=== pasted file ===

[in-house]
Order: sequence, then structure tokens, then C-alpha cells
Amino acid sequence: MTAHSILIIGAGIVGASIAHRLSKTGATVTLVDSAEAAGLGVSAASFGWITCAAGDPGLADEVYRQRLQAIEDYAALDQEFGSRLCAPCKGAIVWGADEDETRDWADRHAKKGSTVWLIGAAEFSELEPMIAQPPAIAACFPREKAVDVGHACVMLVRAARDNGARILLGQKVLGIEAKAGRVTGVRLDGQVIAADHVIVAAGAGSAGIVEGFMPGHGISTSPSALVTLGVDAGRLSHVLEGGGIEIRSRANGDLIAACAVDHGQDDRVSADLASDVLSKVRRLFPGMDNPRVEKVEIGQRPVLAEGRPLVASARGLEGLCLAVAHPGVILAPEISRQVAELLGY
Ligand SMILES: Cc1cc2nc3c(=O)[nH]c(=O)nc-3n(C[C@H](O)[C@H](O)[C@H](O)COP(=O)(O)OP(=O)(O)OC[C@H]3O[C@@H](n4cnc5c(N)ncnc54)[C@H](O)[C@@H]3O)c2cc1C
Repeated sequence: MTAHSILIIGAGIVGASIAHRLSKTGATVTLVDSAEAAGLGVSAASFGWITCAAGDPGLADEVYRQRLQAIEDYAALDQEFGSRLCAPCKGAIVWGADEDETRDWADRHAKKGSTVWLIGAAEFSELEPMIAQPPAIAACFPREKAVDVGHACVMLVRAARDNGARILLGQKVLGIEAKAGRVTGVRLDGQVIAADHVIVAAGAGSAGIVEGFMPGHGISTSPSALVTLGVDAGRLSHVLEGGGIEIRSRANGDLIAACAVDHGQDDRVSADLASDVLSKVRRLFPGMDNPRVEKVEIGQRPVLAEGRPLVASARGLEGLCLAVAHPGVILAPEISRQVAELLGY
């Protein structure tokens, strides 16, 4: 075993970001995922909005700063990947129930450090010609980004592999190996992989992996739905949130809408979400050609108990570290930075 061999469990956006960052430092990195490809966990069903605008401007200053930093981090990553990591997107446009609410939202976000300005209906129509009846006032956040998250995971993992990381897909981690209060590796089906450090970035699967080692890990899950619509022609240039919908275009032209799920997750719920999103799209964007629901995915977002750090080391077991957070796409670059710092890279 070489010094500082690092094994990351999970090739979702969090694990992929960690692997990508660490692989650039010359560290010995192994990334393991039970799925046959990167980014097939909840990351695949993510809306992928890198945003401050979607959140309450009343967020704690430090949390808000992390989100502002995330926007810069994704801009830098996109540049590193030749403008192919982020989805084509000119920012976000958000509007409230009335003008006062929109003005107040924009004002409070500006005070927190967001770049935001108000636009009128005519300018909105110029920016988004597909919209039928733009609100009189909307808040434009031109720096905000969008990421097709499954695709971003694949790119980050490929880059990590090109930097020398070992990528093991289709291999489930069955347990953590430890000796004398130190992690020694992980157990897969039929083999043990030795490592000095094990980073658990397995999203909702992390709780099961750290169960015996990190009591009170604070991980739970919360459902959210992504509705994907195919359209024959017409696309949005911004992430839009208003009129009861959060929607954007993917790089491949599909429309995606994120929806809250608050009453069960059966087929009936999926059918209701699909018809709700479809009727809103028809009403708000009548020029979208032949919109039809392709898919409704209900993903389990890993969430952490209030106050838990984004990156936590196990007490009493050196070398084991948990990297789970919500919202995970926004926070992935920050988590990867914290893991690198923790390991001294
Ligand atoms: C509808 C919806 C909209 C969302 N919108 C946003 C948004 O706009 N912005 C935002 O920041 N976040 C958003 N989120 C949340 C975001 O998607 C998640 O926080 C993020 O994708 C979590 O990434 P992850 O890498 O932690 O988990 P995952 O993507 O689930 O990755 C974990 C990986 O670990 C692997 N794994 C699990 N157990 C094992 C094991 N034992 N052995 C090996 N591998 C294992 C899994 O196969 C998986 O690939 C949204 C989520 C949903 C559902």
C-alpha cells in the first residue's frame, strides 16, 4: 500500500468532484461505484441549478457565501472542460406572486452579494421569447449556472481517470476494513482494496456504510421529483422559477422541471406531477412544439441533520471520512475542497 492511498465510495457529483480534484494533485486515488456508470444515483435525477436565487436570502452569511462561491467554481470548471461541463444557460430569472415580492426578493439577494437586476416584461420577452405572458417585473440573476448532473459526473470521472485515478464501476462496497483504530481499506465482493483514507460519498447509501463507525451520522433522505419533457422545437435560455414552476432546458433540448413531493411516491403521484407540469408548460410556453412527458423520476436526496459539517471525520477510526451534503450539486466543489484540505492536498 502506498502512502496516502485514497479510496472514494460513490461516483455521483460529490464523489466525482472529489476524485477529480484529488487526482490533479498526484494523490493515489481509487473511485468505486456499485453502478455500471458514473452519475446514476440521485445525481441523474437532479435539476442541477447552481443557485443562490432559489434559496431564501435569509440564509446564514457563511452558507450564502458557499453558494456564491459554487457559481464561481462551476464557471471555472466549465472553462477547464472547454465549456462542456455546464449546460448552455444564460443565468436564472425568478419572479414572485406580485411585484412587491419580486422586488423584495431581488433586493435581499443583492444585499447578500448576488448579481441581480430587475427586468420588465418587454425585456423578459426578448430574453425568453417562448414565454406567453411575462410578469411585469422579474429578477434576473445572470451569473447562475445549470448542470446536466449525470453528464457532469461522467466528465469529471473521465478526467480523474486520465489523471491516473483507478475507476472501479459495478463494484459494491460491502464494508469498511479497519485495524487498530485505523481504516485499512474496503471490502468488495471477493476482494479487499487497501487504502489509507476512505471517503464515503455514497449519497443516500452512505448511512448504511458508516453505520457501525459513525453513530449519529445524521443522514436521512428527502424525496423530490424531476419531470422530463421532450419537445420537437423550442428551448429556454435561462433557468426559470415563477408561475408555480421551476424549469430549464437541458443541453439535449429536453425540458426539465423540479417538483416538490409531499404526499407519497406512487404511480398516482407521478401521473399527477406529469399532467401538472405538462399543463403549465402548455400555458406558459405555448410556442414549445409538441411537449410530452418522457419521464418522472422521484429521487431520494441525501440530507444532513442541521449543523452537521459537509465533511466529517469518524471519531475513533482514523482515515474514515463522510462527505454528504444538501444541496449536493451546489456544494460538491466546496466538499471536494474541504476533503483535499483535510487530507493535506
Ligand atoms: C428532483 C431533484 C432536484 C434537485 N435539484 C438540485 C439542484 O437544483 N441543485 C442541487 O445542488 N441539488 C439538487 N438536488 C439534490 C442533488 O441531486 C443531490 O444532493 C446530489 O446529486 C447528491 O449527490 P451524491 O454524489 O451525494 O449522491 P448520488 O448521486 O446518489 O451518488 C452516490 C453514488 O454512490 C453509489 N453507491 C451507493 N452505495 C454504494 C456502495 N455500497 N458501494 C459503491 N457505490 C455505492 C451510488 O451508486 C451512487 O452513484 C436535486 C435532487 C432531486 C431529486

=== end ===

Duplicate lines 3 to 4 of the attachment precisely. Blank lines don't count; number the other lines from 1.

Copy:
Amino acid sequence: MTAHSILIIGAGIVGASIAHRLSKTGATVTLVDSAEAAGLGVSAASFGWITCAAGDPGLADEVYRQRLQAIEDYAALDQEFGSRLCAPCKGAIVWGADEDETRDWADRHAKKGSTVWLIGAAEFSELEPMIAQPPAIAACFPREKAVDVGHACVMLVRAARDNGARILLGQKVLGIEAKAGRVTGVRLDGQVIAADHVIVAAGAGSAGIVEGFMPGHGISTSPSALVTLGVDAGRLSHVLEGGGIEIRSRANGDLIAACAVDHGQDDRVSADLASDVLSKVRRLFPGMDNPRVEKVEIGQRPVLAEGRPLVASARGLEGLCLAVAHPGVILAPEISRQVAELLGY
Ligand SMILES: Cc1cc2nc3c(=O)[nH]c(=O)nc-3n(C[C@H](O)[C@H](O)[C@H](O)COP(=O)(O)OP(=O)(O)OC[C@H]3O[C@@H](n4cnc5c(N)ncnc54)[C@H](O)[C@@H]3O)c2cc1C